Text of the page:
Syrian Arab Republic: Thank you Chair. Firstly, allow me to congratulate his excellency for his election to preside over this session. I’d like to congratulate everyone. We align ourselves with the statement made by the group of 77 and China by the ambassador of Colombia. We also align ourselves with the statement made by the Asia-Pacific region given by his excellency the ambassador of Nepal. Before I get into my statement, allow me within the context of our meeting here today in order to establish guidelines to help humanity, at this time, the Palestinian people are subject to the most ferocious aggression they’ve known in their history. Israeli aggression has led to the death of thousands of people. Furthermore, Israel has committed an unprecedented genocide, violating international law. We call upon the international community to shoulder their responsibility to oblige Israel to end this savage aggression, to allow the entry of aid to the Palestinian people, and to impose a sustained ceasefire. Given its national humanitarian responsibility and international commitments we have supported all means of cooperation to fight against drugs. We have ratified relevant international conventions. We have been and remain an effective member on a regional and international level. We have drawn up strategies to strengthen cooperation. We take part in meetings and conferences. Our participation today is proof of our commitment and conviction of the importance of cooperation to countering this scourge. The Syrian Arab Republic has for 13 years now been subject to an unfair terrorist war where all weapons have been used including drugs. A key source of funding for the terrorist groups has been drugs. They have exploited the geographic location and situation to carry out their criminal activities on our territory. Technological progress has played a role in developing means of transferring and smuggling drugs and has given varied and ever evolving means of carrying out criminal activities including drones. Efforts made to carry out operations in Syria have been sustained and are based on a firm legislative approach that stands against the crimes related to drugs. Also aligned with the humanitarian approach we consider problematic drug users to be sick and deserve treatment. We focus on fighting against both supply and demand. We have created strict policies in the use of drugs for legal purposes. We have set guidelines and treatment plans according to laws and regulations. We also monitor this policy through our national commission for the fight against drugs. We have a media commision which created a media campaign to protect society. The ministry of the interior has placed importance on the infrastructure for suppression. In 2022 we took part in the iron fish operation which was carried out in the UAE and which was organised by INTERPOL. We participated through the monitoring and carrying out of the Arab strategy to fight against the illicit use of drugs. We also took part in the Baghdad regional conferences to combat drugs in May 2023. We were also part of a working group which met in Cairo in 2023. We went to a four party meeting on including Jordan, Syria and Iraq earlier this year. These efforts have borne fruit in Syria. We have managed to dismantle several smuggling operations and networks. We have seized large quantities of drugs in 2023. We carried out 11,331 operations. We confiscated around 10 million captagon pills. This is a reality that reflects and illustrates significant growth in terms of quality and quantity. We are convinced that our responsibility to fight against drugs is shared and common. We do this according to our national policies and international obligations. Drug traffickers have become more sophisticated and this means we need to pool our efforts and find appropriate and sufficient efforts to deal with this. We continue to comply with our 2024-2029 national strategy. We are open to any collaboration to achieve our goals in spite of difficulties and challenges that we face, along with terrorism and occupation. We are open to any operation that helps strengthen our health service. The war has drained our resources. We hope that UNODC will provide us with material and logistic support when it comes to suppression and providing us with means of detecting drugs and confiscating drugs. Without cooperation and assistance we cannot effectively fight given our resources. We would like to reiterate our commitment to fight against transnational organised crime and at the top of our list, the illegal trafficking of drugs. We are ready to cooperate. [original statement here]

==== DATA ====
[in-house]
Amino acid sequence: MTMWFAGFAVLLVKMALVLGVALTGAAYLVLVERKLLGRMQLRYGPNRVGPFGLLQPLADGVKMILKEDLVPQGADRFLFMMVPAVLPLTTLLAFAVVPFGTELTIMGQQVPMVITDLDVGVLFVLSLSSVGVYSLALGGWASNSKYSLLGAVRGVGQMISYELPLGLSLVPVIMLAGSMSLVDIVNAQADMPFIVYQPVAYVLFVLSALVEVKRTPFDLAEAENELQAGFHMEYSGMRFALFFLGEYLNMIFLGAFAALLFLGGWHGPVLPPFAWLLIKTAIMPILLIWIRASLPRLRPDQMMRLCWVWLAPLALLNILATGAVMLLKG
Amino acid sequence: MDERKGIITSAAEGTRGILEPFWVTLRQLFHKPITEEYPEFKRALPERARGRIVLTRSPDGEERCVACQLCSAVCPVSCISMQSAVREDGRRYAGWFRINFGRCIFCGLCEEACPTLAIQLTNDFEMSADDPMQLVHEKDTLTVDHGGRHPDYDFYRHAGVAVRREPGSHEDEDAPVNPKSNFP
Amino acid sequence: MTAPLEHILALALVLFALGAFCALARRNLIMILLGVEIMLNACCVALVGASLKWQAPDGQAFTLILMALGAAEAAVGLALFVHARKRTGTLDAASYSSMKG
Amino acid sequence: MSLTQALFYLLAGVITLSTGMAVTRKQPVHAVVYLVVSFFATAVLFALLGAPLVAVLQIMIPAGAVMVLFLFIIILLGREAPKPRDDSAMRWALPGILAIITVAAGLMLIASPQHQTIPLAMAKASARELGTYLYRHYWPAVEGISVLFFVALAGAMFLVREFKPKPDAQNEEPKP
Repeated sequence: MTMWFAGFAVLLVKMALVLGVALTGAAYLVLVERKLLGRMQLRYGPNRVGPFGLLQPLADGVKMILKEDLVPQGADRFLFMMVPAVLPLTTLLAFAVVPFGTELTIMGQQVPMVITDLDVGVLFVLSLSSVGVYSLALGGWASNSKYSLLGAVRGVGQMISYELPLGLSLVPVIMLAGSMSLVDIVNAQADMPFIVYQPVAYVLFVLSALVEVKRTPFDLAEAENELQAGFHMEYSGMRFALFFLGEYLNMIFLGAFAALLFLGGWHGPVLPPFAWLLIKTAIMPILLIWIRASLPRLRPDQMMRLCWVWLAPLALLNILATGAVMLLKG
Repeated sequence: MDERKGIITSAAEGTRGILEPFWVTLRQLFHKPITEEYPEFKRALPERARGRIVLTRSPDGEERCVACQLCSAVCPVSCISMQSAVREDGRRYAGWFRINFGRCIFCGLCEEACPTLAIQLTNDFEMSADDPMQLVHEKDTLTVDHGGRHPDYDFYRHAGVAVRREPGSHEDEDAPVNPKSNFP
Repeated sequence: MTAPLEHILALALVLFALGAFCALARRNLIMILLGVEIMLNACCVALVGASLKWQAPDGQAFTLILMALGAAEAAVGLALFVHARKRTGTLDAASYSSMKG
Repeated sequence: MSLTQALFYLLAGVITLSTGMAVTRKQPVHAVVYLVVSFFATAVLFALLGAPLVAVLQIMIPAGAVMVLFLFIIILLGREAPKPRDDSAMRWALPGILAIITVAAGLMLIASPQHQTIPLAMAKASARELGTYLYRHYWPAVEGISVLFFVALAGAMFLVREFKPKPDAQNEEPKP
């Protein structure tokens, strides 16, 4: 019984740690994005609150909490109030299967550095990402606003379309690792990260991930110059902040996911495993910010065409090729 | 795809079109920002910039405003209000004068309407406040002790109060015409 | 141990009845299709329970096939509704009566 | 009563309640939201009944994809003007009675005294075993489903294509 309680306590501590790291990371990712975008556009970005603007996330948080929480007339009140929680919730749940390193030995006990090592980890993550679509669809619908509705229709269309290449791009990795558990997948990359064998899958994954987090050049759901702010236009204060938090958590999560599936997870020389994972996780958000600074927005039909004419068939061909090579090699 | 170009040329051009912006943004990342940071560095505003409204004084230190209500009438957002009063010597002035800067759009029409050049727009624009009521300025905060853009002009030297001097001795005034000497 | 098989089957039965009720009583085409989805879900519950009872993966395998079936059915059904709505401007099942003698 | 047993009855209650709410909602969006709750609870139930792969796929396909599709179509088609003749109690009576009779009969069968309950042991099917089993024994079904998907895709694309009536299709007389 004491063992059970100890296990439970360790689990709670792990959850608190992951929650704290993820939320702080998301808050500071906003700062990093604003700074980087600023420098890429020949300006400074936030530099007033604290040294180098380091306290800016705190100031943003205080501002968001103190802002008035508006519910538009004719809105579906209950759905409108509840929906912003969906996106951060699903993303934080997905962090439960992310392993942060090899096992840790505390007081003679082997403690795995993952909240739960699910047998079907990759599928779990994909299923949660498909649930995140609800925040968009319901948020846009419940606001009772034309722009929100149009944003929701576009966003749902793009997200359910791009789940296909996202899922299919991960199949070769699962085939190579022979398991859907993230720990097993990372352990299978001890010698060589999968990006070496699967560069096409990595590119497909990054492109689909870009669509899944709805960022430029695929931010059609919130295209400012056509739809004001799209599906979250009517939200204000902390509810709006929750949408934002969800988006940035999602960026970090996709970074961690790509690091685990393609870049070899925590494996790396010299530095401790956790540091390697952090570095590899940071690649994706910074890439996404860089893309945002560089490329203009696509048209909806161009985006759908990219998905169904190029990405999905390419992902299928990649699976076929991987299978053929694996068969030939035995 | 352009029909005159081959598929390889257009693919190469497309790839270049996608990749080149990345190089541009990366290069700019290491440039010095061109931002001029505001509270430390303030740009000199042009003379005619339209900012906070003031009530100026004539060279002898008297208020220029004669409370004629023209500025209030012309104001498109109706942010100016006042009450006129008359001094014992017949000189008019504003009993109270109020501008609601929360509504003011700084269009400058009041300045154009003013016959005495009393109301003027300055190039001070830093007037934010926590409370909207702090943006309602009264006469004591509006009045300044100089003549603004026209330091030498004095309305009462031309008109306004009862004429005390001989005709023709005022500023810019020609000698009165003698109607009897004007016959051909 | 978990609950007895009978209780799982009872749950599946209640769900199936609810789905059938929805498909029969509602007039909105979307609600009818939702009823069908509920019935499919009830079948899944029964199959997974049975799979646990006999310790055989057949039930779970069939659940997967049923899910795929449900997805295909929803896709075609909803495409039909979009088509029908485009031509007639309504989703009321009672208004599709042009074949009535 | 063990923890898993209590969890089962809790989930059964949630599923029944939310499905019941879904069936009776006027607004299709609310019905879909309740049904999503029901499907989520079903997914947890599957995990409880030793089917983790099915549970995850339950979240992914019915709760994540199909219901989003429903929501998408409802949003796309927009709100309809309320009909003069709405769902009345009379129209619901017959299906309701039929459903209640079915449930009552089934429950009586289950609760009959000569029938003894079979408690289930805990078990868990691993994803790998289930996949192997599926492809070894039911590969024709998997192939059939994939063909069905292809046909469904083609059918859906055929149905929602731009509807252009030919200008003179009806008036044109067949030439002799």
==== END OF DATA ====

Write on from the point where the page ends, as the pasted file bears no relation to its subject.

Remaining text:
Greece: Honourable Chair, Esteemed and distinguished delegates, As the Greek Deputy Minister of Health, responsible for the portfolio of mental health, I am honored to address the distinguished members of the 67th Commission of Narcotic Drugs of the Unites Nations, to start allow me to express my full support to the statement made by the European Union. Greece has made significant steps in addressing addictions through a comprehensive approach, that focuses on prevention, harm reduction, treatment, and social reintegration. Our commitment to these principles over the last 4 years has resulted in tangible progress with respect on human rights. We consider as one of the most important accomplishment, the establishment in Athens of the first Drug Consumption room in Southeast Europe. This facility provides a safe and supervised environment for substance use with no exceptions. 2 Furthermore, in order to enhance harm reduction, Greece is on the verge to launch Mobile Drug Consumption Units all over the country, in order to reach vulnerable populations in the remote areas as well. These mobile Units coupled with our recently expanded framework for the use of Naloxone by users and their families, reflect our unwavering commitment to prevent overdose related deaths. Not a single life should be lost due to overdose. To provide comprehensive support to those in need, Greece actively implements EU funded programs, specifically aimed at addiction, with a budget of over 60 million euros. In the upcoming funding period 2021- 2027, we will continue absorbing funds of extra 80 million euros. We will use these fundings in order to implement various initiatives focused on harm reduction, treatment, and protection of public health. 3 Public health as well as environmental issues are a top priority on our agenda, such as the safe collection of used syringes and the battle against homelessness. An essential entry of our strategy is the establishment of a “Toxification and Overdoses’ Reference Center” in collaboration with the Aristotle University of Thessaloniki. This Reference Center for cases of overdose incidents, will collaborate with the European Monitoring Centre for Drugs and Drug Addiction (EMCDDA) and all relevant stakeholders in the world. It will enhance our knowledge and preparedness in this field decisively. Furthermore, we have launched a program of supporting social entrepreneurship among ex users, empowering these individuals to establish businesses, so to integrate themselves thoroughly again into the community. To streamline and improve service delivery, we are in the process of voting on a new legislative framework. We establish the National 4 Organization for Prevention and Treatment of Addictions. This organization will merge and coordinate all addiction-related services in the country, in order to provide better, suitable and comprehensive treatment options for any kind of addiction. To expand access to treatment we will also create a number of new Detox facilities within General Hospitals in collaboration with the internal medicine and psychiatric departments. In conclusion, Greece remains steadfast in its commitment to combat addiction, to protect human rights, to promote public health, and to foster social inclusion. Through collaborative efforts, innovation, and evidencebased interventions, we provide a holistic and people centred approach, ensuring access to treatment for all without exclusions. To address the facts that 1) both the range of drugs and drug markets are expanding and diversifying 5 2) drug treatment and health services continue to fall short of meeting needs and, 3) the adverse health consequences and risks associated with new psychoactive substances have reached alarming levels. I pledge for Greece to organize within the upcoming 12 months, a “Scientific Roundtable on unmet needs for the treatment of stimulants and synthetic opioids addiction”, inviting the international scientific community and all global stakeholders to address this escalating challenge. Thank you for your attention.